Culturelink Newsletter Special Issue / July 2013

Hommage to Colin Mercer

The life of a generous man, an exceptional expert, an esteemed colleague and, above all, our great, true friend, Colin Mercer, has been extinguished. Never again will we hear Colin's story, which he liked to tell, about how he, having left Australia to return to England, did not feel 'dépaysé': "... in Australia, I relied principally on hard copy versions of the journal Culturelink and the Circle newsletter Circular to be informed about what was going on in the cultural policy world elsewhere. That's where I learned about the Culturelink Network and IMO, about Circle, Interarts and ERICarts to the extent that when I returned to Europe in 1998 I could find my way around quite quickly and feel grounded and among friends..."

Colin's knowledge, his approach to key developmental issues in the field of culture, his thoughts and opinions about new forms of subnational and transnational cultural identity, convergence and creative industries, cultural diversity, and cultural networks (or 'culturelinks', as he preferred to say), were to all of us an invaluable source of inspiration and support for our own work. We were especially honoured when Colin served as Guest Editor of the Culturelink book on Convergence, Creative Industries and Civil Society: The New Cultural Policy, into the preparation of which he invested all his effort and dedication.

Colin broadened the horizons of cultural policy: in the context of globalisation, transnational flows of people and cultural goods, the development of diasporas, and the virtual mobility produced by the Internet, the national frame and policy remit is proving inadequate to address the realities of cultures which are both subnational and transnational in their allegiances and belongings. According to Colin, these are realities which are beyond or below the horizons of visibility of established national policy frameworks.

Colin also introduced a new approach to cultural diversity. To him, cultural diversity is not simply a 'policy obligation' to which we have to be attentive: it is dynamically constitutive of the contemporary cultural field in both ethical and economic terms. This means both diversity of content and references and the diversities of uses and technologies.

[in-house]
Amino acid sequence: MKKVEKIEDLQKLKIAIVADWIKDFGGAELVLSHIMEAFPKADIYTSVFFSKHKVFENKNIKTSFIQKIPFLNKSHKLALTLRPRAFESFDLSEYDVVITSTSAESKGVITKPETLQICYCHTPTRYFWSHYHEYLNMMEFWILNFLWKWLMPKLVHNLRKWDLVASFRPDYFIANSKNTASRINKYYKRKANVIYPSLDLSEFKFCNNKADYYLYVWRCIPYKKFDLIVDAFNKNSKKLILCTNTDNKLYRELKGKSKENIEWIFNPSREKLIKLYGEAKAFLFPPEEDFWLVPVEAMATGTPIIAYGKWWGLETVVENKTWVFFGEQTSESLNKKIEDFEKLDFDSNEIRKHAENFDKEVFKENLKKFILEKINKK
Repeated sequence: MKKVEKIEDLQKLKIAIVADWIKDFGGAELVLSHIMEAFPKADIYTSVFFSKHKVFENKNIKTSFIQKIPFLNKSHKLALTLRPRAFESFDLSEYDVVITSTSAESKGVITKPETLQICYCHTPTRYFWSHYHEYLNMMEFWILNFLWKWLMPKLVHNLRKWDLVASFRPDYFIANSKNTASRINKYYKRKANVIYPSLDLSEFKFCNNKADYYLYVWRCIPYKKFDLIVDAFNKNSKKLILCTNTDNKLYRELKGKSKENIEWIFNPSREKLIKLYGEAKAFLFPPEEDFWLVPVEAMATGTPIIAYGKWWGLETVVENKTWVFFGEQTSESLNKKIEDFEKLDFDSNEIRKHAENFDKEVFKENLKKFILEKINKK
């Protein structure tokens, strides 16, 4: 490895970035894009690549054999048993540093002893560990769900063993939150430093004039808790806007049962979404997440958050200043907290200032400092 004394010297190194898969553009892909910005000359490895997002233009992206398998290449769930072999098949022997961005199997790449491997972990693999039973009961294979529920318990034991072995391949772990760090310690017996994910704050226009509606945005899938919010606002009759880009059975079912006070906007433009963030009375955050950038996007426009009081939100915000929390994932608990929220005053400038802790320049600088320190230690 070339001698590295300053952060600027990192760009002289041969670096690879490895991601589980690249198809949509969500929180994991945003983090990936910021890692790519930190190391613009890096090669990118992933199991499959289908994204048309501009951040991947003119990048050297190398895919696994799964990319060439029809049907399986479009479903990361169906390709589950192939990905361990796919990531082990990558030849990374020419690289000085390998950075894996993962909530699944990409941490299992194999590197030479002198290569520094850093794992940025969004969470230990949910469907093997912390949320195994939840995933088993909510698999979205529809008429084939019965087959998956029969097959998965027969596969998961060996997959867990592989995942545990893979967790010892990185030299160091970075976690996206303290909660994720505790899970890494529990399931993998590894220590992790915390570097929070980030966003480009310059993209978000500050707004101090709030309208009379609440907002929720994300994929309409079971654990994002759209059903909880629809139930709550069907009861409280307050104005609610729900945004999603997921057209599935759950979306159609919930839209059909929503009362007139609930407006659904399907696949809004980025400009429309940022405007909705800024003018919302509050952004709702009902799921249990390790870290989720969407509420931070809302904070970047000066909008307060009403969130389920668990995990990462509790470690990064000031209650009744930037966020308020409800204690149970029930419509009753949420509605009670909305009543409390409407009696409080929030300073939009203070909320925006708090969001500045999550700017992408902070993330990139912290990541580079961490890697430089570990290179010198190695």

Colin devoted arguably his most significant writings to cultural networks, networking and cultural policy in the digital age. As he put it, for cultural networks to be effective in the new and heterogeneous environment they will need to do a lot more netting, lacing, weaving and twisting of some of the weak ties, especially in the development of a stakeholder research and knowledge-producing agenda.

Colin was inquisitive and open for many challenges, underlining that, from the point of view of cultural policy, broadly and strategically conceived, many doors were opening... And Colin was indeed opening many doors, not only in the field of cultural policy, but in the field of culture in the broadest sense, repositioning culture as a mainstream issue in the context of both globalisation and regionalisation, culture as communication. For him it was always important to move towards new ways of thinking the cultural issues and questions together rather than in separate 'boxes', and he believed that there was a basis for a more conceptually unified set of responses.

Colin will be sadly missed by the entire Culturelink Team.


© 2013 Culturelink, Network of Networks for Research and Cooperation in Cultural Development

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